Now, me being a biologist and all, this post would not be complete without a few interesting little penguin facts. Did you know that............
The black and white colouring of penguins is used for camouflage. The white underbelly is hard to see by underwater predators looking up towards the water surface, while the black backs are hard to see by above water predators looking down on the penguins.
The largest living penguin is the emperor penguin, standing 3’ 7” tall. The smallest penguin is the little blue penguin (aka the fairy penguin), which is only 16” tall. There used to be penguins that were as tall as humans, living 35 million years ago in Peru. I am not so sure that they would be quite so cute..........I wonder what they ate?!
Penguins have the smallest eggs, compared to body weight, of all birds.
The word penguin may have originated from the Latin pinguis, meaning “fat”. Well, you would want a little extra insulation if you lived in such a cold climate, wouldn’t you?
There is a species of penguin called the macaroni penguin. Not an intellectually inspiring fact, I grant you, but the name made me chuckle.
The wings of penguins are very stiff and have evolved for flying underwater rather than in air. The fastest penguin recorded, a gentoo, made a top speed of around 30kph. Just to give you an idea of how fast this is, the Olympic gold medallist Michael Phelps’ top speed is approximately 8kph. Go, penguin, go!
The deepest recorded dive for a penguin, the emperor penguin, is 565m, or 1,870ft! Now that is deep. As a scuba diver, the deepest that I have ever gone is around 50m. My husband, with all his fancy gas mixes, has made it to about 75m. The deepest ever scuba dive was to 318m and the deepest breath hold dive was to 214m. Makes the little old penguin look pretty good, doesn’t it?
Penguins can hold their breath for up to 22 minutes. Don’t try that at home!
You can get an idea of the age of a penguin by looking at their feet. Younger penguins have a blotched pattern on their feet, which fades as they age. A bird over 10 years will usually have all black feet.
This one must be getting on a bit, since his feet are all black.
This one is for EnglishMum - Gentoo penguins have pink poo. This is due to all the krill in their diet.
You have probably all heard about the homosexual penguins of Central Park Zoo. But did you know about the penguin prostitutes of the Antarctic? Apparently, some female penguins will sell sexual favours in return for rocks. Many penguins, such as the gentoos, use rocks to build their nests and these rocks are a precious commodity in penguin society. It appears that these promiscuous penguins do have a life partner, but will turn tricks on the side for extra rocks. The trusting mate appears to be completely ignorant of his partner’s indiscretions. This reminds me of a quote I once read:
“Penguins mate for life. That doesn't surprise me much because they all look alike. It's not like they're going to meet a really new, great looking penguin someday.” Author unknown.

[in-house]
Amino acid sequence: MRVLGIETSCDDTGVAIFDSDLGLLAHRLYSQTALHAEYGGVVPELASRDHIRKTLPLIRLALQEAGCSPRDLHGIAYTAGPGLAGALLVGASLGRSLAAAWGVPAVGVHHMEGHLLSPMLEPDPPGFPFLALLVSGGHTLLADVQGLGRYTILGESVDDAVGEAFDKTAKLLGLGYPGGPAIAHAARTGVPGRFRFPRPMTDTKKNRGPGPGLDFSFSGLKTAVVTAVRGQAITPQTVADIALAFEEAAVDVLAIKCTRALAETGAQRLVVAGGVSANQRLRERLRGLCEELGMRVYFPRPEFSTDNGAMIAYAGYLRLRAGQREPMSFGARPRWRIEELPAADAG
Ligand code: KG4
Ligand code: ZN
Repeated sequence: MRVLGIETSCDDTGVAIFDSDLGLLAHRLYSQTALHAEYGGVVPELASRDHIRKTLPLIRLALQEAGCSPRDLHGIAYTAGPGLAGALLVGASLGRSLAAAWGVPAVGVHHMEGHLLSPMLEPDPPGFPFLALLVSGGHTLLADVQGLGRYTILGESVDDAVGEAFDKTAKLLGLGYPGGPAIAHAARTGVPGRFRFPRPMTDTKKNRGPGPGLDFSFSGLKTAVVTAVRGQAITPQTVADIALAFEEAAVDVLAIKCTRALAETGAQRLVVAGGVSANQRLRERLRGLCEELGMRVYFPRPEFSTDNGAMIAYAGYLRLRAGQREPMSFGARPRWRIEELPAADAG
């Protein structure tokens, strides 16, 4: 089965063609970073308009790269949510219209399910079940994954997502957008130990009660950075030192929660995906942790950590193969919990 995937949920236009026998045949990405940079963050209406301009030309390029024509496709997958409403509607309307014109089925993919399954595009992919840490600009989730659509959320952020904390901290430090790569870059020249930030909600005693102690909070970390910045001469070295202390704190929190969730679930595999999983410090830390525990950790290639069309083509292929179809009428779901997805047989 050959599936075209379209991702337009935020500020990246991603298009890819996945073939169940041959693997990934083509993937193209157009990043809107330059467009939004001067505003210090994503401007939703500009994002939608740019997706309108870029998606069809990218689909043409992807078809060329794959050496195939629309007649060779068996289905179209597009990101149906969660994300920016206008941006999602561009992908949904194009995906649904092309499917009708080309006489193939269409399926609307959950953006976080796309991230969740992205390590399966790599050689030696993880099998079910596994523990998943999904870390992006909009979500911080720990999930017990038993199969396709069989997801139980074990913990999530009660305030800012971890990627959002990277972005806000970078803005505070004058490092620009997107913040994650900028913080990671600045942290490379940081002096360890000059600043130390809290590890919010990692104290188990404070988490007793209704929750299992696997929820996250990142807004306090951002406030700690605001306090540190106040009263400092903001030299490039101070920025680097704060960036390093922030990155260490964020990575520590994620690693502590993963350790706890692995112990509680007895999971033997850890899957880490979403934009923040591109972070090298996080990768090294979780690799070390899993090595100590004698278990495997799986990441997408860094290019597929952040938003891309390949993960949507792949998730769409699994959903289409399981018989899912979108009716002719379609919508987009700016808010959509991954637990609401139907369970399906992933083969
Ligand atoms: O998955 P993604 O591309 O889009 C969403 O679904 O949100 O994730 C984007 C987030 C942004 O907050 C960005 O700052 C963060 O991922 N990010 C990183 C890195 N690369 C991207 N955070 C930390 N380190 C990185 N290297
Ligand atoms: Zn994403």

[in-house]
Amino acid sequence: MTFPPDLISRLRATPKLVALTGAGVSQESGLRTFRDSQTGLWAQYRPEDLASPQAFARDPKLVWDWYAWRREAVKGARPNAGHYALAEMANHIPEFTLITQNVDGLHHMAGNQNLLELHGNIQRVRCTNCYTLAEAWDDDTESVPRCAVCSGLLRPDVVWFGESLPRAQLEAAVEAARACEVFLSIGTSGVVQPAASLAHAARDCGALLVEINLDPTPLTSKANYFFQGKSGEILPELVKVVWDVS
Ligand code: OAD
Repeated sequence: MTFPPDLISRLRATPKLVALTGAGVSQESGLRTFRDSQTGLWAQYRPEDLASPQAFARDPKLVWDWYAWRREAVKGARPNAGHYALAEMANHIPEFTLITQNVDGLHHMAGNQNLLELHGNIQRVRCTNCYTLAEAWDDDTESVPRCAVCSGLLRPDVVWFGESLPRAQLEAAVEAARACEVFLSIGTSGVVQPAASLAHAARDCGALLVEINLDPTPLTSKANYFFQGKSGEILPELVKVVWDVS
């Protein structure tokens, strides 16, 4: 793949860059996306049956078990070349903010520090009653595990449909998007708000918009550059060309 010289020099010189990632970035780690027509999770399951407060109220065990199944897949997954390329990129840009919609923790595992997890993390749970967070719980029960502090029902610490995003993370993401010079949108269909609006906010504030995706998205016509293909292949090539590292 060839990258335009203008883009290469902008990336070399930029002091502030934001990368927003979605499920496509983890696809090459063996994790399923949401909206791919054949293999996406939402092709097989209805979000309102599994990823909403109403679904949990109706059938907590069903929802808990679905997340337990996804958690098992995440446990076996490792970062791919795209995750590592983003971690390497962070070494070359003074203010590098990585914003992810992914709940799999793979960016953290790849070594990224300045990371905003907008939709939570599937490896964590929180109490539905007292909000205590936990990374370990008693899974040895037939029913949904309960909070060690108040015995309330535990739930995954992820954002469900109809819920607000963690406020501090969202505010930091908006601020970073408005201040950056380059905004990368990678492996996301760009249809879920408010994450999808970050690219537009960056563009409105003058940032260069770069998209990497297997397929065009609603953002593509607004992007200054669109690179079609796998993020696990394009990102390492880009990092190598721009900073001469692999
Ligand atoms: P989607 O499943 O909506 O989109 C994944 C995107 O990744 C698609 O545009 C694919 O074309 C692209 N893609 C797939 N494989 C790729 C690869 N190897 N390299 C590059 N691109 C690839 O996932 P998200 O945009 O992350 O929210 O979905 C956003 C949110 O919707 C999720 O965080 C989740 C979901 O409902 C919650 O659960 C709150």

Of course, not all penguins build their nests from rocks. Magellanic penguins nest in burrows or under dense bushes, collecting bedding material, such as dried grass, from the surrounding areas. Strikes me as being a wee bit more comfortable than a pile of rocks, but I guess if your home is the frozen wastes of Antarctica, you do not have a busting lot of choice.
I feel that it would be unfair of me to leave you with the impression that penguins are the bumbling buffoons of the bird world. We tend to only see penguins in our part of the world, the dry land part. It has to be said that penguins are not shining examples of life well adapted to terrestrial living. However, if you were to follow one into the aquatic realm, everything would change. Here, we can see the penguin at its finest, in all its streamlined glory. You would be able to see one torpedo though the water, leaving just a trail of bubbles. If you could keep up, you would witness its skill and grace, how it can fly through the water, changing direction with a flick of a wing and a turn of the head. On land, a penguin is clumsy and ungainly, a little on the chubby side with short stubby legs. But underwater, a penguin is an aquatic work of art. Wings that are useless on land propel the penguin through the water with the agility and grace of a bird of prey on the wing. The sleek, smooth body cuts through the water with effortless ease, whirling and twirling, twisting and turning, so stiff and reserved on land, so free and liberated beneath the waves. It is so easy to forget that the penguin, in its watery element, is a beautiful, elegant and mesmerizing sight when you only ever see them blundering around on land.
Having said all of that, I am going to leave you with a couple of photos of just one of the many penguins that made me laugh while visiting the Martillo Island penguin colony.
Well the BBC seem to think so............
By the way, for all you non-British types, the title of the post is based on a now quite old advert for a chocolate biscuit with the unlikely name of a Penguin.